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Old Testament Essays

On-line version ISSN 2312-3621
Print version ISSN 1010-9919

Old testam. essays vol.25 n.3 Pretoria  2012


Genesis 38 - Judah's turning point: Structural analysis and narrative techniques and their meaning for Genesis 38 and its placement in the story of Joseph



Hans-Georg Wünch

Theologisches Seminar Rheinland, Wölmersen/Altenkirchen1





Genesis 38 is often viewed as a disruption of the Joseph story, which for some unknown reason found its way into that narrative. This article shows that the placement of Gen 38 is intentional, with many connections to the surrounding chapters. These connections are made through the repetition of words as well as through the repetition of motifs. They connect Gen 38 not only to Gen 37 and 39, but also to Gen 47 and 48. Together with the preceding chapter, Gen 38 builds a double exposition for the following chapters. The question behind these chapters is: which of the sons of Jacob will take over the right of primogeniture and step into the line of blessing coming down from Abraham? Will it be Judah, next in the line after his brothers Ruben, Simeon and Levi, who for various reasons lost their right of primogeniture, or Joseph, the firstborn of Rachel? In this respect, Gen 38 shows how Judah began to transform from a very egocentric person, willing to sell his brother Joseph into slavery, into someone willing to become a slave in the place of his brother Benjamin. This transformation qualifies Judah to become the leader amongst his brothers, while Joseph would receive the double portion as his right of being the firstborn. This article shows the manifold connections between ch. 38 and the surrounding chapters and makes clear how the transformation of Judah begins.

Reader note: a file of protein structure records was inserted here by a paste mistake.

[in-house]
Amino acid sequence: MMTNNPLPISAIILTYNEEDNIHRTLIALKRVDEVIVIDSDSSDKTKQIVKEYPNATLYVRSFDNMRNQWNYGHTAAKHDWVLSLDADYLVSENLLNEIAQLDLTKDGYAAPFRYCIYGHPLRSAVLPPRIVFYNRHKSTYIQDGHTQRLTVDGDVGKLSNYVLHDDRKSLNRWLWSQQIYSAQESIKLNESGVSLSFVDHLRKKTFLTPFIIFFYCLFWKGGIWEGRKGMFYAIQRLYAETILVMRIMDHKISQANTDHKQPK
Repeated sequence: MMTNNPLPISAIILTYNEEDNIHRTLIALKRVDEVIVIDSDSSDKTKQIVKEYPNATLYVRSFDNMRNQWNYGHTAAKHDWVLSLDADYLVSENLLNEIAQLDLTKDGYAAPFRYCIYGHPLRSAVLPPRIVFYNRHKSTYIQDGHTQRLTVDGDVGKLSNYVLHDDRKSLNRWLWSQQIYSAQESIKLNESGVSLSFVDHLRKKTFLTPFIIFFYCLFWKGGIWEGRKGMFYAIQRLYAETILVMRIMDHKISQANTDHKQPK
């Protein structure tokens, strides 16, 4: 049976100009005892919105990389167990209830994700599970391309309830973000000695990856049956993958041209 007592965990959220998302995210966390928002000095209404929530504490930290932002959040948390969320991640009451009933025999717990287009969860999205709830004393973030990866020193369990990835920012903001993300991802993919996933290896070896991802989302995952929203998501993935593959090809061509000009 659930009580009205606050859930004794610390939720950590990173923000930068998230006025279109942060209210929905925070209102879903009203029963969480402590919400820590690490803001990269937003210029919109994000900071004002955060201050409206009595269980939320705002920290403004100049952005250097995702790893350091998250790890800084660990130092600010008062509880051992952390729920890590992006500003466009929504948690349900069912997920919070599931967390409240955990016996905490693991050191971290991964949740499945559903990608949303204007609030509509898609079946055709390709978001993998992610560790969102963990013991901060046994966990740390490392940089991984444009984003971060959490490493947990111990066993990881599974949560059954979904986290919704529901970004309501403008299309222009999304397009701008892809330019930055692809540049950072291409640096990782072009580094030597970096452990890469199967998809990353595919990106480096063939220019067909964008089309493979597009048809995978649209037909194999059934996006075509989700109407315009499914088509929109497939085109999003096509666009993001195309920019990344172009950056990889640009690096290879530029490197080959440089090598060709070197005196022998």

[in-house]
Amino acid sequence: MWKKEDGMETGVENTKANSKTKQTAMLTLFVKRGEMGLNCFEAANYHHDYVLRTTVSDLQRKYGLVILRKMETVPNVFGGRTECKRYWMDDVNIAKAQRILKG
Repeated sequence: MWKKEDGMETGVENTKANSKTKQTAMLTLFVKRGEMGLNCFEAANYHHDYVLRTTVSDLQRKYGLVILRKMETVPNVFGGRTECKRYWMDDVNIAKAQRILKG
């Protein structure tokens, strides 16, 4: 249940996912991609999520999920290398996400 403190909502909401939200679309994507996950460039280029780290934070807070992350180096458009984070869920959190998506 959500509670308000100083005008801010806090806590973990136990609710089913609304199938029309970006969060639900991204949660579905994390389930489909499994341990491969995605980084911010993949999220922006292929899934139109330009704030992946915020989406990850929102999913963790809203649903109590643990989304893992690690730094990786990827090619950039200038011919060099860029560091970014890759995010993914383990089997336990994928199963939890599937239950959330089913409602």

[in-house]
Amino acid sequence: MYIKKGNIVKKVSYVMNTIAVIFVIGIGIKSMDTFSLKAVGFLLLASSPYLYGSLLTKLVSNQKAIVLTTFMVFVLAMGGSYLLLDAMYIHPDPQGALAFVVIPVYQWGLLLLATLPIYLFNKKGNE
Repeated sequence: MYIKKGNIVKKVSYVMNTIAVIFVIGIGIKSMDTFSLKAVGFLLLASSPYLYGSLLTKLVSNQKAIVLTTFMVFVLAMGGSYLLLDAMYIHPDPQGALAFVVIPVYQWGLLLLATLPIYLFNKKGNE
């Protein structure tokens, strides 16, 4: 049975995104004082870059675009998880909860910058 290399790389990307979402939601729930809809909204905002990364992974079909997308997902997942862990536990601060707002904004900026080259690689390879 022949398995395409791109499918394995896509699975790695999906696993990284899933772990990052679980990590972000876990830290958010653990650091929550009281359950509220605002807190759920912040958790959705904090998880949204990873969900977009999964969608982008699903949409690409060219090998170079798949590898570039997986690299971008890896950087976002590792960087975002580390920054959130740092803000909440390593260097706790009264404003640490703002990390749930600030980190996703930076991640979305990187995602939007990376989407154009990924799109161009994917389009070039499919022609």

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Dr. Hans-Georg Wünch
Academic Dean and lecturer of Old Testament at Theologisches Seminar Rheinland



1 Visiting scholar at the Department of Biblical and Ancient Studies, Unisa, September 2012.

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